The greatest advantage of art therapy is helping you develop a healthy outlet for stating and letting go of all your emotions and feelings. Complex feelings such as grief or fury sometimes cannot be communicated with words: this is through no fault of our own.
As humans, we experience an (almost sometimes) unbelievably wide range of feelings and emotions. Because of this, it makes sense that they are not all communicated in the same way. By exploring art as a form of communication, we may actually improve our ability to not only connect and understand others, but connect with and understand ourselves.
Why is Art the right treatment for so many?
Years of research have confirmed that in those with dementia and other advanced nervous disorders, the ability to make art remains long after language and speech have reduced.
Perhaps art taps into a deeper method of being and communication than even language, which makes sense because a painting can be appreciated and interpreted by a group of people who do not share a common language.
Carleton, like many art psychotherapists, is also a licensed psychological health counselor. Here, she elaborates on the value of creating a range of media from acrylic paint to iPads accessible to individuals who are suffering from cancer treatment at MGH:
“Once people engage, they often realize they are having fun and the time passes faster.”
The key is to remember that this work does not need to be of “professional” quality. For example, try crafting an art journal. This is something you can do for 10 minutes a day or even for hours. By letting your pen, pencils or tool of choice glide across the page, you can create designs that reflect your feelings. The goal is to create freely, an action, intention and mentality that has been proven to help people process anxiety.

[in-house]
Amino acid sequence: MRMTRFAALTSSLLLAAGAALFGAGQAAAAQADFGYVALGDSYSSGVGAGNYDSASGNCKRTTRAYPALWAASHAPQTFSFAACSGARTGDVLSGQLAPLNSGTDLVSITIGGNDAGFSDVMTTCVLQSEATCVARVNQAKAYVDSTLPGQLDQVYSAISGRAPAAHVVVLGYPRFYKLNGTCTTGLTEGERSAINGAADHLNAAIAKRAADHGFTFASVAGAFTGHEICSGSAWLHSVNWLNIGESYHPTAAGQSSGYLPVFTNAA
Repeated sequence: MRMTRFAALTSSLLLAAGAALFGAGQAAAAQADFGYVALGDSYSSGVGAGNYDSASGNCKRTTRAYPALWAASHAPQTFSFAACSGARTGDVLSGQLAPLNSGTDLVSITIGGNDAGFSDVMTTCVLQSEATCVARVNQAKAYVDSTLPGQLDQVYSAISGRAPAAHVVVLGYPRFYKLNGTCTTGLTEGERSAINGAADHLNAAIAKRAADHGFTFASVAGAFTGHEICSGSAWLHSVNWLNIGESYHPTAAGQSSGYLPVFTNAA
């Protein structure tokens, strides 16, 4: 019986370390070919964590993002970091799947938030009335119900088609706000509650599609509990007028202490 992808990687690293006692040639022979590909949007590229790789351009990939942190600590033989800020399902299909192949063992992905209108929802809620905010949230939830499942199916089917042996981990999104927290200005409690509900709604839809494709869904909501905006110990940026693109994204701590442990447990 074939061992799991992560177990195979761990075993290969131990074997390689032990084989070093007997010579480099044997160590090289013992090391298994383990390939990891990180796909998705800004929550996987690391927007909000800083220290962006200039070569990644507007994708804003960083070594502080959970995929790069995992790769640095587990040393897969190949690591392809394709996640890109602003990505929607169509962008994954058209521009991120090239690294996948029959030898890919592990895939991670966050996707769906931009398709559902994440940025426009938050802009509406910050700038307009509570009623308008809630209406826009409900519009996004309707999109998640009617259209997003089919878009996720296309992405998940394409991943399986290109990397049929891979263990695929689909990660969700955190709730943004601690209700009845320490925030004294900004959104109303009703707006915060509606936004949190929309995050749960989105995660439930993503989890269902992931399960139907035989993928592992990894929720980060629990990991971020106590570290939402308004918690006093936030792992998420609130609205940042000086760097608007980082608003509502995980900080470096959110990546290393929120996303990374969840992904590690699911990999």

Suggestion – create your own mandala!
To those who are unfamiliar, painting or coloring a mandala has many benefits. A mandala is a circle sketch filled with shades, shapes and forms. Designing your own mandala is a way to give yourself permission to use shapes and forms to express different events in your life.
Why is this so powerful? This method can allow you to process and tell your story without discomfort reliving the conditions (for example, by speaking, one may experience those situations again). Using mandalas as a form of communication can become an affirmation of life.
In life, we can be faced with events we are not prepared for. Sometimes even talking to our most trusted friends or family members can fall short of expressing what we have stored inside, which just very well may be a condition of being human.
We are powerful, adaptive and intelligent – we can use many different methods to communicate. Art can be that bridge for us, a bridge between ourselves and our loved ones. Art has the ability to transcend language, time and almost all barriers that we think exist between people: art can even help us breakdown barriers we have when it comes to understanding ourselves.
The goal is not to create a professional work of art fit for public viewing, but to create something that means something to you. By using art intentionally and for it’s therapeutic and emotive qualities, we can improve the qualities of our own lives, one mandala at a time.
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Add to the thoughts above
with some of your own!
Here are some prompts:
Do you agree with the author?
Have you tried art expression? Which medium did you use to express?
Paintings? Music? Dance?
Would you join a virtual art group for grieving families?